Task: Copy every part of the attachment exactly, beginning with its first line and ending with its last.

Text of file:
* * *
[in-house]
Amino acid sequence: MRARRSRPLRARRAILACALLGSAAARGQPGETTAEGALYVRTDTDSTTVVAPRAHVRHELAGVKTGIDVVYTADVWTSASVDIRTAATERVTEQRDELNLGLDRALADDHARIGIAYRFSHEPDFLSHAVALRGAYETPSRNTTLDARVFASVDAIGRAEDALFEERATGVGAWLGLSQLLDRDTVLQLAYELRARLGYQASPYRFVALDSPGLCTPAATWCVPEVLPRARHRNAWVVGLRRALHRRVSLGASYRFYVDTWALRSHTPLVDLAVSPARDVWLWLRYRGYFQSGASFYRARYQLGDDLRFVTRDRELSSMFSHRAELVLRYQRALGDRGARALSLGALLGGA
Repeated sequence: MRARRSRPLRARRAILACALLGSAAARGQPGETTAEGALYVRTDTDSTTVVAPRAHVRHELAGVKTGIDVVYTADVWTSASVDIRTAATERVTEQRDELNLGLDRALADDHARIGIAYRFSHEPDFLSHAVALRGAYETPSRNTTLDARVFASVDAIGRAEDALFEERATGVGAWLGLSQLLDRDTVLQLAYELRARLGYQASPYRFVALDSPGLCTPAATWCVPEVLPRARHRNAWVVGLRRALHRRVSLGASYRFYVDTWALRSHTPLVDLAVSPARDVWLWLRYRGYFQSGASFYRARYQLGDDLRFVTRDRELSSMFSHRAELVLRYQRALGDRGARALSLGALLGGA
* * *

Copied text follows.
[in-house]
Amino acid sequence: MRARRSRPLRARRAILACALLGSAAARGQPGETTAEGALYVRTDTDSTTVVAPRAHVRHELAGVKTGIDVVYTADVWTSASVDIRTAATERVTEQRDELNLGLDRALADDHARIGIAYRFSHEPDFLSHAVALRGAYETPSRNTTLDARVFASVDAIGRAEDALFEERATGVGAWLGLSQLLDRDTVLQLAYELRARLGYQASPYRFVALDSPGLCTPAATWCVPEVLPRARHRNAWVVGLRRALHRRVSLGASYRFYVDTWALRSHTPLVDLAVSPARDVWLWLRYRGYFQSGASFYRARYQLGDDLRFVTRDRELSSMFSHRAELVLRYQRALGDRGARALSLGALLGGA
Repeated sequence: MRARRSRPLRARRAILACALLGSAAARGQPGETTAEGALYVRTDTDSTTVVAPRAHVRHELAGVKTGIDVVYTADVWTSASVDIRTAATERVTEQRDELNLGLDRALADDHARIGIAYRFSHEPDFLSHAVALRGAYETPSRNTTLDARVFASVDAIGRAEDALFEERATGVGAWLGLSQLLDRDTVLQLAYELRARLGYQASPYRFVALDSPGLCTPAATWCVPEVLPRARHRNAWVVGLRRALHRRVSLGASYRFYVDTWALRSHTPLVDLAVSPARDVWLWLRYRGYFQSGASFYRARYQLGDDLRFVTRDRELSSMFSHRAELVLRYQRALGDRGARALSLGALLGGA